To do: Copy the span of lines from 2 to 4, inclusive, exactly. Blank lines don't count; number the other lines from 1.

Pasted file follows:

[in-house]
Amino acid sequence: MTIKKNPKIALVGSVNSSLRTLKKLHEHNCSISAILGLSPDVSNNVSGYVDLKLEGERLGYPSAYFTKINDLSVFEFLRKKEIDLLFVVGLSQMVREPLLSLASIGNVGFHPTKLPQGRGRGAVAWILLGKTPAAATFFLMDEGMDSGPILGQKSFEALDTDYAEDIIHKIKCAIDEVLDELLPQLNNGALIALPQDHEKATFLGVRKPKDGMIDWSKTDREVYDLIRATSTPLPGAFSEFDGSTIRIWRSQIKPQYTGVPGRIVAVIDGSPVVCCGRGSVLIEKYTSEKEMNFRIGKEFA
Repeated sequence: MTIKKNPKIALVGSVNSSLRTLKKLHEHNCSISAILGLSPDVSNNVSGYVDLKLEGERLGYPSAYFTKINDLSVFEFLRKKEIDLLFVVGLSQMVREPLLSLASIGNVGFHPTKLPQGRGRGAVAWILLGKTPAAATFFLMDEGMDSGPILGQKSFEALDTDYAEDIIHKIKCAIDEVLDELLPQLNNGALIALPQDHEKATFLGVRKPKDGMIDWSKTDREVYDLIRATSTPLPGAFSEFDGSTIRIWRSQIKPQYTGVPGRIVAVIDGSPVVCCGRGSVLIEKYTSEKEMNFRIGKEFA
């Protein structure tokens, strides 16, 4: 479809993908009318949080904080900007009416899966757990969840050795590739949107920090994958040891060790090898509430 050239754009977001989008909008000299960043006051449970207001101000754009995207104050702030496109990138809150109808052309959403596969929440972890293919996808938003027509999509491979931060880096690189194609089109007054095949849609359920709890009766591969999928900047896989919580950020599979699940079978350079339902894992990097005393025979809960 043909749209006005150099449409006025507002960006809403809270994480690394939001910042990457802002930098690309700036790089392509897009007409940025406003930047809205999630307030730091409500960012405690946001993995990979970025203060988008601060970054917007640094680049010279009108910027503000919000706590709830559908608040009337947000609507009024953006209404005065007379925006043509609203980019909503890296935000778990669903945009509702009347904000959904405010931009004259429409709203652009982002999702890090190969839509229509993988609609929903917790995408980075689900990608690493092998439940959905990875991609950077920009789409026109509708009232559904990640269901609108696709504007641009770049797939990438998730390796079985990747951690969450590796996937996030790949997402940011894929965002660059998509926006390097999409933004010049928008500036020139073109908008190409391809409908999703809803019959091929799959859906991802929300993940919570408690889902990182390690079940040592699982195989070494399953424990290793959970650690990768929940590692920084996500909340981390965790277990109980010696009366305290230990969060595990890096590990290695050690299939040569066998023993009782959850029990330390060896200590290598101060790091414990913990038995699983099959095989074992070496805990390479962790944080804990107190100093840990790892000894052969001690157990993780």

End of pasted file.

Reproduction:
Amino acid sequence: MTIKKNPKIALVGSVNSSLRTLKKLHEHNCSISAILGLSPDVSNNVSGYVDLKLEGERLGYPSAYFTKINDLSVFEFLRKKEIDLLFVVGLSQMVREPLLSLASIGNVGFHPTKLPQGRGRGAVAWILLGKTPAAATFFLMDEGMDSGPILGQKSFEALDTDYAEDIIHKIKCAIDEVLDELLPQLNNGALIALPQDHEKATFLGVRKPKDGMIDWSKTDREVYDLIRATSTPLPGAFSEFDGSTIRIWRSQIKPQYTGVPGRIVAVIDGSPVVCCGRGSVLIEKYTSEKEMNFRIGKEFA
Repeated sequence: MTIKKNPKIALVGSVNSSLRTLKKLHEHNCSISAILGLSPDVSNNVSGYVDLKLEGERLGYPSAYFTKINDLSVFEFLRKKEIDLLFVVGLSQMVREPLLSLASIGNVGFHPTKLPQGRGRGAVAWILLGKTPAAATFFLMDEGMDSGPILGQKSFEALDTDYAEDIIHKIKCAIDEVLDELLPQLNNGALIALPQDHEKATFLGVRKPKDGMIDWSKTDREVYDLIRATSTPLPGAFSEFDGSTIRIWRSQIKPQYTGVPGRIVAVIDGSPVVCCGRGSVLIEKYTSEKEMNFRIGKEFA
């Protein structure tokens, strides 16, 4: 479809993908009318949080904080900007009416899966757990969840050795590739949107920090994958040891060790090898509430 050239754009977001989008909008000299960043006051449970207001101000754009995207104050702030496109990138809150109808052309959403596969929440972890293919996808938003027509999509491979931060880096690189194609089109007054095949849609359920709890009766591969999928900047896989919580950020599979699940079978350079339902894992990097005393025979809960 043909749209006005150099449409006025507002960006809403809270994480690394939001910042990457802002930098690309700036790089392509897009007409940025406003930047809205999630307030730091409500960012405690946001993995990979970025203060988008601060970054917007640094680049010279009108910027503000919000706590709830559908608040009337947000609507009024953006209404005065007379925006043509609203980019909503890296935000778990669903945009509702009347904000959904405010931009004259429409709203652009982002999702890090190969839509229509993988609609929903917790995408980075689900990608690493092998439940959905990875991609950077920009789409026109509708009232559904990640269901609108696709504007641009770049797939990438998730390796079985990747951690969450590796996937996030790949997402940011894929965002660059998509926006390097999409933004010049928008500036020139073109908008190409391809409908999703809803019959091929799959859906991802929300993940919570408690889902990182390690079940040592699982195989070494399953424990290793959970650690990768929940590692920084996500909340981390965790277990109980010696009366305290230990969060595990890096590990290695050690299939040569066998023993009782959850029990330390060896200590290598101060790091414990913990038995699983099959095989074992070496805990390479962790944080804990107190100093840990790892000894052969001690157990993780």